"To be hanged by the neck until he be dead" : the King against Samuel Sharpe, April 1832
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- Shepherd, Verene
- Smithsonian Libraries African Art Index Project DSI
- Sharpe, Samuel d. 1832 Trials, litigation, etc
- The Jamaica journal presents its third installment of slave narratives with nine testimonies of enslaved men and women implicated in the 1831-1832 emancipation war in Jamaica lead by the Creole Samuel Sharpe. The enslaved could not testify directly against free persons; however, trial testimonies and confessions could be given by enslaved individuals against other slaves, especially where there was injury against Europeans.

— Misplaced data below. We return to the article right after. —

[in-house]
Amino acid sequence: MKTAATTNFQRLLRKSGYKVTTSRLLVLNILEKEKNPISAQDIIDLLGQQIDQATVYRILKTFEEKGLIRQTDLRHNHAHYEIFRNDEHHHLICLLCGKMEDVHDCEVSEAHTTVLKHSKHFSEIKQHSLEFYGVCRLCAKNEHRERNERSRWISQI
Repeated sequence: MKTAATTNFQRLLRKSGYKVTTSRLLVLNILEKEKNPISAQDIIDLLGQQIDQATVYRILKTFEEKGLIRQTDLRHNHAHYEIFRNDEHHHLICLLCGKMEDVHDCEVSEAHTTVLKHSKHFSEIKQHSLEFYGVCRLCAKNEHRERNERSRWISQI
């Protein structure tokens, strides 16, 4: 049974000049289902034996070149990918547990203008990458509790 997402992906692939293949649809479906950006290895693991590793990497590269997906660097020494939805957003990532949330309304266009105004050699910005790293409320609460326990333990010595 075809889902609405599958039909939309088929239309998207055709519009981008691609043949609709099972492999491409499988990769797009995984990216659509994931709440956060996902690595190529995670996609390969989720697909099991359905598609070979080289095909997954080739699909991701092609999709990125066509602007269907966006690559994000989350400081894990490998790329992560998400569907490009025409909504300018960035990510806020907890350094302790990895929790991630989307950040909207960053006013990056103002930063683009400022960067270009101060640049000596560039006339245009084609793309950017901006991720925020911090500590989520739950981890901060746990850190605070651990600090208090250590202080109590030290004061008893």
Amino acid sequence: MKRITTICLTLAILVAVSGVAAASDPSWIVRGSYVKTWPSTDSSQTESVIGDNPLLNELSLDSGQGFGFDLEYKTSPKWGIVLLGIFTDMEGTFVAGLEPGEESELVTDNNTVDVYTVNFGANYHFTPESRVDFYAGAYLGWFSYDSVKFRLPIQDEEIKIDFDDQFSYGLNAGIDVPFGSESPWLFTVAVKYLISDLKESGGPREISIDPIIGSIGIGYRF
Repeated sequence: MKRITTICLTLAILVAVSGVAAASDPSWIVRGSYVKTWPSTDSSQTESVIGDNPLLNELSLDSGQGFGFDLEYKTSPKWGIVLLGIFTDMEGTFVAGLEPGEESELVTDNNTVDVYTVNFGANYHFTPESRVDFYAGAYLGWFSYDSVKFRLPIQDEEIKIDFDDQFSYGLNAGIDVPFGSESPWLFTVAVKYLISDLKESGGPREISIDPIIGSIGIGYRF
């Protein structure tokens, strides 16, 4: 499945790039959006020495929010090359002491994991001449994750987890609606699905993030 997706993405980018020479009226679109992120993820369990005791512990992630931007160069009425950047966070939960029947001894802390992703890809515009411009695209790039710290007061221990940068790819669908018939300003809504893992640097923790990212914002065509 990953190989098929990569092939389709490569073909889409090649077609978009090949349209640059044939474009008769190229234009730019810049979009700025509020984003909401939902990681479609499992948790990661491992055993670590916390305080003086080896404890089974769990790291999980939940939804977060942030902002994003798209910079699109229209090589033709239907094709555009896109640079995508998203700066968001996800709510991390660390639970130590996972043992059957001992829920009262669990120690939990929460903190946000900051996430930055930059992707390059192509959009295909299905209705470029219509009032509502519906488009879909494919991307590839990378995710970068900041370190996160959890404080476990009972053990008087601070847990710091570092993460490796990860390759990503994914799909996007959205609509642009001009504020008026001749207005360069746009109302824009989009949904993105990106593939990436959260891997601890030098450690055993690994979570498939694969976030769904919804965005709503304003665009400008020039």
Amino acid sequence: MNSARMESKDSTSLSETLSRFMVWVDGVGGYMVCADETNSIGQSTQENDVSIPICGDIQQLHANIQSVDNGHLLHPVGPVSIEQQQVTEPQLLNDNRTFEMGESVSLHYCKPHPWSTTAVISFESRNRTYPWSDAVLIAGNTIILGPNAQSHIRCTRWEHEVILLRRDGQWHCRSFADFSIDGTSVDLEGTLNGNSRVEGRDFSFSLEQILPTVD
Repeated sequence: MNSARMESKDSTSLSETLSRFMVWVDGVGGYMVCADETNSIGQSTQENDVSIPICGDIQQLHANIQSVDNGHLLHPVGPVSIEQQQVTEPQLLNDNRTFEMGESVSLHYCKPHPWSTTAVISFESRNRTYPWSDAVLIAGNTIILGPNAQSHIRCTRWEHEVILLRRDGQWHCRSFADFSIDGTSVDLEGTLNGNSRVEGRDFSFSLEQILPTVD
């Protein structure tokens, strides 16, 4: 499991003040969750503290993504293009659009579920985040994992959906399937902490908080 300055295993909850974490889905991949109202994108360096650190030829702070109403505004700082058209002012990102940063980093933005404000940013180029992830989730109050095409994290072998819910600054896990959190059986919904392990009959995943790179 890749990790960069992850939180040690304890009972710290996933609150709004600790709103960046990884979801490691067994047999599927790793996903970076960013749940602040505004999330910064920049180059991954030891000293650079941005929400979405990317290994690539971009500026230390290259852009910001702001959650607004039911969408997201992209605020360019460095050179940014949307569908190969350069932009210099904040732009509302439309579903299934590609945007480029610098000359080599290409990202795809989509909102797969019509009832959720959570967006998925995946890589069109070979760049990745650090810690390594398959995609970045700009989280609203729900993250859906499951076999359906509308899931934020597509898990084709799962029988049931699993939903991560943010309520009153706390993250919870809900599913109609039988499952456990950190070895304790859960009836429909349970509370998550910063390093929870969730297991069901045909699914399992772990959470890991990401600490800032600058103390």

- Samuel Sharpe was an educated town slave, and a member of the "slave elite." He converted to Christianity and became a deacon in the First Baptist Church in Montego Bay. He followed the developments of the abolition movement both locally and abroad. Sharpe was able to communicate and influence the native Baptist slaves. In 1831, he developed a plan of "passive resistance" by which slaves would refuse to work on Christmas Day and afterwards. On December 27, 1831, the Kensington Estate Great House was set on fire, sparking an eight-day rebellion. Sharpe was eventually captured and hanged in Montego Bay. Slavery was officially abolished in Jamaica on August 28, 1833.
- Call number
- F1861 .J277
- Smithsonian Libraries
- Slave insurrections
- Record ID
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